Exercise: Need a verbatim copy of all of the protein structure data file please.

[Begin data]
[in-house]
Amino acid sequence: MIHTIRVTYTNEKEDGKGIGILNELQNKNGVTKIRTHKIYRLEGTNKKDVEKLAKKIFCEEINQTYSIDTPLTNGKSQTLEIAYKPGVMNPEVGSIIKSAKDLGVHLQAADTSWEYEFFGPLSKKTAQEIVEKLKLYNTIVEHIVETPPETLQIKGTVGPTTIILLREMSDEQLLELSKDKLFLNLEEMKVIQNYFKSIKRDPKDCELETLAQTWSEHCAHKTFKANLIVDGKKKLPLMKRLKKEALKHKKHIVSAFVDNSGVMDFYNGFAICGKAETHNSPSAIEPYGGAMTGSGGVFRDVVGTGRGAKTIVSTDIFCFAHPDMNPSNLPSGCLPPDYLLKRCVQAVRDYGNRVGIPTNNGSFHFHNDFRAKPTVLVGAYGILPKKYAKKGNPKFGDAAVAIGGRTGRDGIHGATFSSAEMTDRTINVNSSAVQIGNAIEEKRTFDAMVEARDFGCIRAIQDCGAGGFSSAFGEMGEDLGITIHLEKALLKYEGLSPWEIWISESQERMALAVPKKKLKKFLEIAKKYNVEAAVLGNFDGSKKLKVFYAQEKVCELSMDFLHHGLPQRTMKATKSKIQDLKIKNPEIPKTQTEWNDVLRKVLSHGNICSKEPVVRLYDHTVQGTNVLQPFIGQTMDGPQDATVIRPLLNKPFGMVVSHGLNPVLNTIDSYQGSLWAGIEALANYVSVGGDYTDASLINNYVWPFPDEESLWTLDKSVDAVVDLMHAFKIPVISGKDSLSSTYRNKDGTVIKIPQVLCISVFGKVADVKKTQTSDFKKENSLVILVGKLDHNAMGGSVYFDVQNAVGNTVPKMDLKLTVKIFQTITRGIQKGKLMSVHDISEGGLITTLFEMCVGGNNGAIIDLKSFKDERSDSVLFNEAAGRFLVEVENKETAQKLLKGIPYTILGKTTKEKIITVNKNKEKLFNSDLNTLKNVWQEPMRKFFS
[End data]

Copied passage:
[in-house]
Amino acid sequence: MIHTIRVTYTNEKEDGKGIGILNELQNKNGVTKIRTHKIYRLEGTNKKDVEKLAKKIFCEEINQTYSIDTPLTNGKSQTLEIAYKPGVMNPEVGSIIKSAKDLGVHLQAADTSWEYEFFGPLSKKTAQEIVEKLKLYNTIVEHIVETPPETLQIKGTVGPTTIILLREMSDEQLLELSKDKLFLNLEEMKVIQNYFKSIKRDPKDCELETLAQTWSEHCAHKTFKANLIVDGKKKLPLMKRLKKEALKHKKHIVSAFVDNSGVMDFYNGFAICGKAETHNSPSAIEPYGGAMTGSGGVFRDVVGTGRGAKTIVSTDIFCFAHPDMNPSNLPSGCLPPDYLLKRCVQAVRDYGNRVGIPTNNGSFHFHNDFRAKPTVLVGAYGILPKKYAKKGNPKFGDAAVAIGGRTGRDGIHGATFSSAEMTDRTINVNSSAVQIGNAIEEKRTFDAMVEARDFGCIRAIQDCGAGGFSSAFGEMGEDLGITIHLEKALLKYEGLSPWEIWISESQERMALAVPKKKLKKFLEIAKKYNVEAAVLGNFDGSKKLKVFYAQEKVCELSMDFLHHGLPQRTMKATKSKIQDLKIKNPEIPKTQTEWNDVLRKVLSHGNICSKEPVVRLYDHTVQGTNVLQPFIGQTMDGPQDATVIRPLLNKPFGMVVSHGLNPVLNTIDSYQGSLWAGIEALANYVSVGGDYTDASLINNYVWPFPDEESLWTLDKSVDAVVDLMHAFKIPVISGKDSLSSTYRNKDGTVIKIPQVLCISVFGKVADVKKTQTSDFKKENSLVILVGKLDHNAMGGSVYFDVQNAVGNTVPKMDLKLTVKIFQTITRGIQKGKLMSVHDISEGGLITTLFEMCVGGNNGAIIDLKSFKDERSDSVLFNEAAGRFLVEVENKETAQKLLKGIPYTILGKTTKEKIITVNKNKEKLFNSDLNTLKNVWQEPMRKFFS